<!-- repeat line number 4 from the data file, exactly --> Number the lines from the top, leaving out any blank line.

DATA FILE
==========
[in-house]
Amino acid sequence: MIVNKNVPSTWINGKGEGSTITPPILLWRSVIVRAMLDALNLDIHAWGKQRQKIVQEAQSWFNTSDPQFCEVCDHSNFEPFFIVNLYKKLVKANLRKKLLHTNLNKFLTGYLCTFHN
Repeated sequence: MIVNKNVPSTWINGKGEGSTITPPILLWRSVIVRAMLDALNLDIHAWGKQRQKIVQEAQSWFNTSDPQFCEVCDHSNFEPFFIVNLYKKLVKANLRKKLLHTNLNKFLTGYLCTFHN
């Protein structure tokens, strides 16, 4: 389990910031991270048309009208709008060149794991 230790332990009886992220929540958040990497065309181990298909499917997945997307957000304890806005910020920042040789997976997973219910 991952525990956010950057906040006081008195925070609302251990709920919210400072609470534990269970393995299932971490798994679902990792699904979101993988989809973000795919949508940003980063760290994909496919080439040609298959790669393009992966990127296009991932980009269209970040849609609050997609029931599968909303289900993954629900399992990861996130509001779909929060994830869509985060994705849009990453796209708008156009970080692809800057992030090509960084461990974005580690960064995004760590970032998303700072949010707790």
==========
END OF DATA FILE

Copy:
């Protein structure tokens, strides 16, 4: 389990910031991270048309009208709008060149794991 230790332990009886992220929540958040990497065309181990298909499917997945997307957000304890806005910020920042040789997976997973219910 991952525990956010950057906040006081008195925070609302251990709920919210400072609470534990269970393995299932971490798994679902990792699904979101993988989809973000795919949508940003980063760290994909496919080439040609298959790669393009992966990127296009991932980009269209970040849609609050997609029931599968909303289900993954629900399992990861996130509001779909929060994830869509985060994705849009990453796209708008156009970080692809800057992030090509960084461990974005580690960064995004760590970032998303700072949010707790």